Is it okay to eat in the car?

If you are a regular Burnt My Fingers reader, you’ve surely asked yourself this question at one time or another: Is it okay to eat in the car? Of course, we’re not talking about a handful of chips or nuts, but that bahn mi sandwich or sack of lengua tacos you planned to spread out on a table at home but it smells so good, right now.

Although I tear into most foods with atavistic vigor, I try to bring a little brainpower to bear on this conundrum. Instant gratification is great: I’m the kid that always chose one cookie now vs two cookies later in the Emotional Intelligence exercise. (If they weren’t so good you had to have them immediately, why would you want them?)

But I often like to adjust my foodstuffs once I get them home—add condiments, and so on. And it’s a more profound eating experience when you can concentrate on the food and not be distracted by the whizzing cars to your left and right and ahead and behind you (which you’re supposed to be paying attention to, actually). And the biggest concern of all: I might spill something on the floor and thus not get to eat the ultimate morsel of the meal.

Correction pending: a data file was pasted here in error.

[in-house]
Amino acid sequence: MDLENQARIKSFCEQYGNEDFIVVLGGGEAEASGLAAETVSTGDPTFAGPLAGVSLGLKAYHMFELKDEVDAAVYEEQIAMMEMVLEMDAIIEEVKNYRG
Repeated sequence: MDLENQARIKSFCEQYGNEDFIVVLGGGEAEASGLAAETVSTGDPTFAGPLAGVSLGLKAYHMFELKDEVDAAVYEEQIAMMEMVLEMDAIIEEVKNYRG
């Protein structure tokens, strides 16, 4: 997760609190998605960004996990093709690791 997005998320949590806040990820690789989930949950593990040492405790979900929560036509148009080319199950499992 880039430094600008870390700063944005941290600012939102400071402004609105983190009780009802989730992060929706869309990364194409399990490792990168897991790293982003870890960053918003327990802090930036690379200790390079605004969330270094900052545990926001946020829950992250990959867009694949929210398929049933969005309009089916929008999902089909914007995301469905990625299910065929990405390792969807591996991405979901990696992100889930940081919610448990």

I have a practical friend, an art director, who solved that last problem when she was spending many hours on the road visiting clients in Southern California. She put a great big honking beach towel in her car. Spread it out before you drive and all crumbs will be caught for examination at the next stoplight. And as a bonus, you don’t get grease stains on your pants or skirt—something that’s important to some people, though perhaps not to us.

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Silly about shiso

Scallop Crudo with Shiso

Scallop Crudo with Shiso

Shiso is an aromatic bitter herb with a flavor profile in the same ballpark as mint and Thai basil: metallic, sharply sour but with a hint of sweetness, and an underlay of smoke or maybe cinnamon. The big (3-4” across) shiso leaves are perfect for wrapping around a wad of rice or fish as is done in sushi restaurants; it’s a natural with uni. Shiso is also called the “beefsteak plant” because its feral flavor makes some think of a rare piece of beef.